"I can wear skirts and dresses, and be pretty without being annoyed," she said. "In Europe, in some areas of France, as a woman you can't be feminine and safe anymore. Some guys whistle at you on the street, try to talk to you and if you don't want it, they may even insult you. Here in China I feel that guys behave better and respect women more in this aspect."

So, she doesn't feel the need to carry pepper spray or a whistle with her in China. She usually tries to get home before midnight but doesn't think she necessarily has to because she has faith in the safety of city taxis. However, she also pointed out that when traveling in China, she feels safer "in more developed areas."

"[For example,] I don't feel comfortable in Dongguan," she added. Dongguan, a city in Guangdong Province, is known as one of the biggest manufacturing centers in China, but is also associated with what in the past has been a thriving prostitution business.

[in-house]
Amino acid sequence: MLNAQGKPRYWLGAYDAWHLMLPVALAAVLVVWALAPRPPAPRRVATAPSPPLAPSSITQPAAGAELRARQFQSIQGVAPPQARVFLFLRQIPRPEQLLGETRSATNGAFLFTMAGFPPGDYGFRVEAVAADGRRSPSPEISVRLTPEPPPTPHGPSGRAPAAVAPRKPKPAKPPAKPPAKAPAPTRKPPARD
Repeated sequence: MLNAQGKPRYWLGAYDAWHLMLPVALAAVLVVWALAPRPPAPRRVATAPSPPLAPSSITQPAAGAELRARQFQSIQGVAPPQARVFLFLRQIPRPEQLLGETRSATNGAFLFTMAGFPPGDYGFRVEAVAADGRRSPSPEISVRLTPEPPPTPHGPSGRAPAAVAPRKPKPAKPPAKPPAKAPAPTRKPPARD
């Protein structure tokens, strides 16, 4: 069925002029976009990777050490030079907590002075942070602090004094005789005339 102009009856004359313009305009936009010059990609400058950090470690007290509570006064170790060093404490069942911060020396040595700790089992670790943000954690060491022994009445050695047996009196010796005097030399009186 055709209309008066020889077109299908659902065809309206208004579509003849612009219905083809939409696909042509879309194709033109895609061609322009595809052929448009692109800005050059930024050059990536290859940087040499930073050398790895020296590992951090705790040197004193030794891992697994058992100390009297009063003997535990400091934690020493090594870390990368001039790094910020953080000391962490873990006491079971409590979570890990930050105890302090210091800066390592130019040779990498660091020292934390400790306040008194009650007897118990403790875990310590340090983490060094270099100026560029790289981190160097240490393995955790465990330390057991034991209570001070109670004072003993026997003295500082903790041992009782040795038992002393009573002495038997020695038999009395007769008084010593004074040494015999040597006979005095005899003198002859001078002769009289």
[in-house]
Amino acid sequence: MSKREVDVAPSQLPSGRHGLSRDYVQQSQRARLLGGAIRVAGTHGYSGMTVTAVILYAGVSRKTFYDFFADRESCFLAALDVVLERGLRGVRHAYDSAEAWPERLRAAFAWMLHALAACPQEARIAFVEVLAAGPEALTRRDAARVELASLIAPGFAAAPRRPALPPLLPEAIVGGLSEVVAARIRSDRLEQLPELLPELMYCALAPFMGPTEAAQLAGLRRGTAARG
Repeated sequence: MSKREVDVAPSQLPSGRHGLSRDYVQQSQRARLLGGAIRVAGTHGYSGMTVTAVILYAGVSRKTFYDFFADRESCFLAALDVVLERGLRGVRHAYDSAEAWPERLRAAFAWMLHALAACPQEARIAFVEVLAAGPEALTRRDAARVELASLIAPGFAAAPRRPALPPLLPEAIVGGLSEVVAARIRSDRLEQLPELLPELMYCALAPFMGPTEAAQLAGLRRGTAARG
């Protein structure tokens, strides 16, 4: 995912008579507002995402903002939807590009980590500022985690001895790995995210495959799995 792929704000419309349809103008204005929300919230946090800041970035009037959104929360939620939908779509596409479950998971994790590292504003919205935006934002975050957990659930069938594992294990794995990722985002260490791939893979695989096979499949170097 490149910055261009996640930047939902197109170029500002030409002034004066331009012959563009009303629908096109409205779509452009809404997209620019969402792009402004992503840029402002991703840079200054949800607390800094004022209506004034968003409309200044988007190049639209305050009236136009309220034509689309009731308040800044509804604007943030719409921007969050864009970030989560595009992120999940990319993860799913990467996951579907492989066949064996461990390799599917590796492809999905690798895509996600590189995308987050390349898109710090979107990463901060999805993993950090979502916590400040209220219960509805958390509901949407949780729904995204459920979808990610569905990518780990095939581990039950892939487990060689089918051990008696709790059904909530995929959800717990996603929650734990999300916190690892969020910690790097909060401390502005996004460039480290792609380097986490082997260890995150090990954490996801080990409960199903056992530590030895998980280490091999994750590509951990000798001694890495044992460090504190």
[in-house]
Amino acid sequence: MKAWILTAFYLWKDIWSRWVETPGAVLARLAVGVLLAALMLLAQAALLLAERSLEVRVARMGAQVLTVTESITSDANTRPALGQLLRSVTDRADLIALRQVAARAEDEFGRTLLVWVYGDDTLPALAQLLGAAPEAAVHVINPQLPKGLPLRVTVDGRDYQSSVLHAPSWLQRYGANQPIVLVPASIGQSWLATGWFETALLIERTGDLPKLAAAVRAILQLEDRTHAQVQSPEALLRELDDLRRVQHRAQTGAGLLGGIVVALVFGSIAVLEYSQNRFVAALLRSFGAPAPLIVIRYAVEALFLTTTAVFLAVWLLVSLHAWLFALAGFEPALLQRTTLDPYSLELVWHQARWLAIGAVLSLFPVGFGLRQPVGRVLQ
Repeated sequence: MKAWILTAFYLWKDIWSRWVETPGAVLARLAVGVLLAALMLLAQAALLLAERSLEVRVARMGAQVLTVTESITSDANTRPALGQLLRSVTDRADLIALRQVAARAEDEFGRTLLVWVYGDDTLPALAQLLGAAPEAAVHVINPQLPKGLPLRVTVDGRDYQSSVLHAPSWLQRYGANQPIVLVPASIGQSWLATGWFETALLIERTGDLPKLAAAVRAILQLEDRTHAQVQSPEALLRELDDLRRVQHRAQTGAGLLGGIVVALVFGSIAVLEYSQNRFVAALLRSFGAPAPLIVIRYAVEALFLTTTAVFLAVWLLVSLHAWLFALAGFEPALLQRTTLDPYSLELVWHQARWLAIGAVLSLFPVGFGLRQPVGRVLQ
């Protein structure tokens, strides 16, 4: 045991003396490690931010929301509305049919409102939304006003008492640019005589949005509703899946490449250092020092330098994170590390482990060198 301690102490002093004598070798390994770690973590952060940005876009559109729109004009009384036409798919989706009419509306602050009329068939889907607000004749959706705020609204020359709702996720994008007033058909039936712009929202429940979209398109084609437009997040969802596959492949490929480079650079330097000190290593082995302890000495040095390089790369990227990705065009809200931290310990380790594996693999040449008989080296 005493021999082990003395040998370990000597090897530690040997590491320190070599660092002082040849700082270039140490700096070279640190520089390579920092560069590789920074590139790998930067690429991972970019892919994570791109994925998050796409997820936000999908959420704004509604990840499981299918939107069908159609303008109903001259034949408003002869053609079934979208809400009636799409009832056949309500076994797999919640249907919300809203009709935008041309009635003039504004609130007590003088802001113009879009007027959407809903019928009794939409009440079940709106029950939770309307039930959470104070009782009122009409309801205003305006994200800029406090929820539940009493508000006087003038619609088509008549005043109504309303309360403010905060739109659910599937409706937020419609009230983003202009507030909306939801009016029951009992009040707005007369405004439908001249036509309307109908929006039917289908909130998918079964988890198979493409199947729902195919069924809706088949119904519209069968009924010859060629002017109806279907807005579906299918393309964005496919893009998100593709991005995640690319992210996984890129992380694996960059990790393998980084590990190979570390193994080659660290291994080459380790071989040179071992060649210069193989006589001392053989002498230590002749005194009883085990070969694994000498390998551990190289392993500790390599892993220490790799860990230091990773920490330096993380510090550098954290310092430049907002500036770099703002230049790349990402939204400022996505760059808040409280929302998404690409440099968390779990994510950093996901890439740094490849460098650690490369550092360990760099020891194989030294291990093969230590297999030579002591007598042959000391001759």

Amna Siddiqui, 29, a Pakistani-Canadian English teacher living in Shenzhen, Guangdong Province, shared a similar opinion.

"I always felt really, really safe," she said.

Under most circumstances, she isn't afraid to stay in a hotel and go out at 2 am to a McDonald's or some restaurant while there are men out on the street. "But in Canada, if I were walking at night, I would feel a little more unsafe."

One reason is that there are more police out on the streets. Another is the people: "I feel safe because it seems like everyone follows the law more in China," she said.

Combating the bystander effect

More than street harassment, Siddiqui is concerned with harassment at parties and social situations.